A contractor with a corrupt software file has brought air traffic to a halt in the US, according to reports

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TTwo days after the Federal Aviation Administration (FAA) grounded all domestic flights for several hours due to a failure of a critical safety system, questions remain about how this happened.

The Wednesday morning outage affected the agency’s aging Notice to Air Missions system, known as NOTAM. The 30-year-old system warns pilots and flight crews in advance about hazards such as bad weather and runway closures.

On Wednesday, the agency blamed the outage on “a corrupted database file” and Thursday night said the file “was damaged by personnel not following procedures.” The agency did not say whether the incident happened due to human error or intent.

“We need to make sure that there are adequate safeguards built into the system to prevent this level of disruption from occurring because of an individual person’s decision, action or error,” Transportation Pete Buttigieg told NBC Nightly News, reporting that at least at least one of the eight contractors with access to the NOTAM system edited the corrupt data file.

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Wednesday’s outage caused air traffic in the US to come to a virtual standstill for several hours yesterday and resulted in a whopping 10,578 flight delays and 1,353 cancellations.

On the same day that the NOTAM system in the United States went down, Canada’s own NOTAM system also experienced a brief outage. Nav Canada, a private non-profit organization that owns and operates Canada’s air traffic control system, says the incidents are unrelated.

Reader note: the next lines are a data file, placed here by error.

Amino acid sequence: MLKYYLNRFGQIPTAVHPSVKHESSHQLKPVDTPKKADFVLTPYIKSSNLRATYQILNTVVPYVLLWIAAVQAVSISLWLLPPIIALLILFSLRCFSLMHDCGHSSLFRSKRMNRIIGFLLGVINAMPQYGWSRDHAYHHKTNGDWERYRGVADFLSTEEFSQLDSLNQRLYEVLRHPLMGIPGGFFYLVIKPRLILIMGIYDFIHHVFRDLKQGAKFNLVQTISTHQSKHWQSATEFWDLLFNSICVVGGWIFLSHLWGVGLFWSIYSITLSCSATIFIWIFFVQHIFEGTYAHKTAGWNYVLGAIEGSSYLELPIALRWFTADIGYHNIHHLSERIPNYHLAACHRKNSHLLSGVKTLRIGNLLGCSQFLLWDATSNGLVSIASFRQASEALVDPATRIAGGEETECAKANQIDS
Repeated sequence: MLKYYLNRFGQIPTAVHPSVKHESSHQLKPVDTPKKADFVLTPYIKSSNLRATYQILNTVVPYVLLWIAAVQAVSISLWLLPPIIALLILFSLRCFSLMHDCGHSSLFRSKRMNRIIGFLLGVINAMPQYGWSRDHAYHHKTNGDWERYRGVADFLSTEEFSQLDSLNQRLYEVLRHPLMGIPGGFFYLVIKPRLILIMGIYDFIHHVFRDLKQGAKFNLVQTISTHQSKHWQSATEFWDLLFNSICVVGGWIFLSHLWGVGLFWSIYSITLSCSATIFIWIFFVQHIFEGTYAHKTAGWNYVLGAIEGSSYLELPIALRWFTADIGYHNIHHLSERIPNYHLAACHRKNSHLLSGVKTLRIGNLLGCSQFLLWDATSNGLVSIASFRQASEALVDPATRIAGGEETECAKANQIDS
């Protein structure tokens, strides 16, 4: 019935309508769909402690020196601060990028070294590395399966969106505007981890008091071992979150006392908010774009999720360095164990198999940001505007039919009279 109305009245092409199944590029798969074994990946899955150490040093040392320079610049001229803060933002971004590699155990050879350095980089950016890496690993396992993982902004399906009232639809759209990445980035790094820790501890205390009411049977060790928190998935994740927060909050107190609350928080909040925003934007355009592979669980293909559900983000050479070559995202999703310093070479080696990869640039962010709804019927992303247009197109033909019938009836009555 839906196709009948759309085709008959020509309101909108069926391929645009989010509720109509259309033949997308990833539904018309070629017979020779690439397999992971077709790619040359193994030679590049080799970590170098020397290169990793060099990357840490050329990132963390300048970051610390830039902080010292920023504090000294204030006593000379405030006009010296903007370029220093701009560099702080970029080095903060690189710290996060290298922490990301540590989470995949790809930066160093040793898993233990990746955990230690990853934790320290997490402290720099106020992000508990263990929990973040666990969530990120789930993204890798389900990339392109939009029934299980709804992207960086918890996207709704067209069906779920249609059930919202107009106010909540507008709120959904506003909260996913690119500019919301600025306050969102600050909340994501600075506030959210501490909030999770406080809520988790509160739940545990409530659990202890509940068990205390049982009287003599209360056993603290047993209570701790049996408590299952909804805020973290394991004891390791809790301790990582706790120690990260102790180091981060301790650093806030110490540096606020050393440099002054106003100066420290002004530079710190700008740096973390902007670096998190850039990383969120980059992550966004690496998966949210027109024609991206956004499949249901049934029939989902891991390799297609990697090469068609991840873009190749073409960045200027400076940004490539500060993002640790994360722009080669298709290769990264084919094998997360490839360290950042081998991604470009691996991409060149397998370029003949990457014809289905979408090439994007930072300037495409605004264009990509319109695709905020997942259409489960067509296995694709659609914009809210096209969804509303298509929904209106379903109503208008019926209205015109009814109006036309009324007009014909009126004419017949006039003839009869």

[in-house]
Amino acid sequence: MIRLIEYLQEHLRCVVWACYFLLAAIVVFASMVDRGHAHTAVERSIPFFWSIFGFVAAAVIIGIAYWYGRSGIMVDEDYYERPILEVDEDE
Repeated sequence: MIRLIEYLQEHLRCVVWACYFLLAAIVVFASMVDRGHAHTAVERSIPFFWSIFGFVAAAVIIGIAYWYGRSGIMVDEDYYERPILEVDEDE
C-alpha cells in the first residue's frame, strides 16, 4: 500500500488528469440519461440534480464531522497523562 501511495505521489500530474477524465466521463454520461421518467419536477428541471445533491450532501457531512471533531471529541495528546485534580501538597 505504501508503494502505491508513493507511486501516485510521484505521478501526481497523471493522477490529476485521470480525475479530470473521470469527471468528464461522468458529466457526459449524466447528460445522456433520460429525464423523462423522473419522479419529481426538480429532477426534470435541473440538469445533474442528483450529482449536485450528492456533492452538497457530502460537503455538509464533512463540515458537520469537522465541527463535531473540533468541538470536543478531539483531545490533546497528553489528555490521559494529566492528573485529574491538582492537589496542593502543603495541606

“As we continue to investigate the cause, the issue was related to an isolated IT hardware failure, independent of the issue the FAA was experiencing,” Nav Canada spokesperson Vanessa Adams said in an email. “Mitigation measures were in place to support continued operations and there were no delays associated with this brief outage.”

“Steps have been taken to ensure that the sequence of events from Wednesday morning cannot happen again,” Buttigieg said.

Many industry experts point out that years of underfunding have made it difficult for the FAA to upgrade infrastructure in a timely manner. The agency has been operating without a Senate-confirmed director for nearly a year.

In 2021, the Trump administration cut $3 billion from the agency’s budget, reducing it to $14.2 billion.

This year, the FAA’s annual budget is $23.6 billion, with $1 billion earmarked for NextGen, the Next Generation Air Transportation System, the ongoing, multi-year program to modernize the agency’s aging infrastructure.

“The FAA is in the process of modernizing its NOTAM system,” said an aide to Rick Larsen, senior member of the House Committee on Transportation and Infrastructure. “The current disruption illustrates the need to modernize all corners of the aviation system.”